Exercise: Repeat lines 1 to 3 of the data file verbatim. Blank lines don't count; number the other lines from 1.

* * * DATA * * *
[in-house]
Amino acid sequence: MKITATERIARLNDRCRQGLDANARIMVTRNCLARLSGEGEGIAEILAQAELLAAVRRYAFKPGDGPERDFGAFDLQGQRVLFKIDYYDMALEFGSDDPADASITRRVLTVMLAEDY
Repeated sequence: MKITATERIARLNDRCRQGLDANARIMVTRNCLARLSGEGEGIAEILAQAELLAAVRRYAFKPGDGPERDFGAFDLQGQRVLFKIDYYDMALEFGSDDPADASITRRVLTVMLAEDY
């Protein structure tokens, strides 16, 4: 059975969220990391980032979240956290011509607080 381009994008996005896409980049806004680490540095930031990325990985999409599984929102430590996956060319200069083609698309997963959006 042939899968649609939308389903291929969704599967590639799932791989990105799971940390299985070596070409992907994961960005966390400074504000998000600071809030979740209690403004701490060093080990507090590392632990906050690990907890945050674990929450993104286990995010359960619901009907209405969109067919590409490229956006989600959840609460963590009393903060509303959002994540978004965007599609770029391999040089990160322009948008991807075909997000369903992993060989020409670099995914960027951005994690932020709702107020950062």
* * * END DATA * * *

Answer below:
[in-house]
Amino acid sequence: MKITATERIARLNDRCRQGLDANARIMVTRNCLARLSGEGEGIAEILAQAELLAAVRRYAFKPGDGPERDFGAFDLQGQRVLFKIDYYDMALEFGSDDPADASITRRVLTVMLAEDY
Repeated sequence: MKITATERIARLNDRCRQGLDANARIMVTRNCLARLSGEGEGIAEILAQAELLAAVRRYAFKPGDGPERDFGAFDLQGQRVLFKIDYYDMALEFGSDDPADASITRRVLTVMLAEDY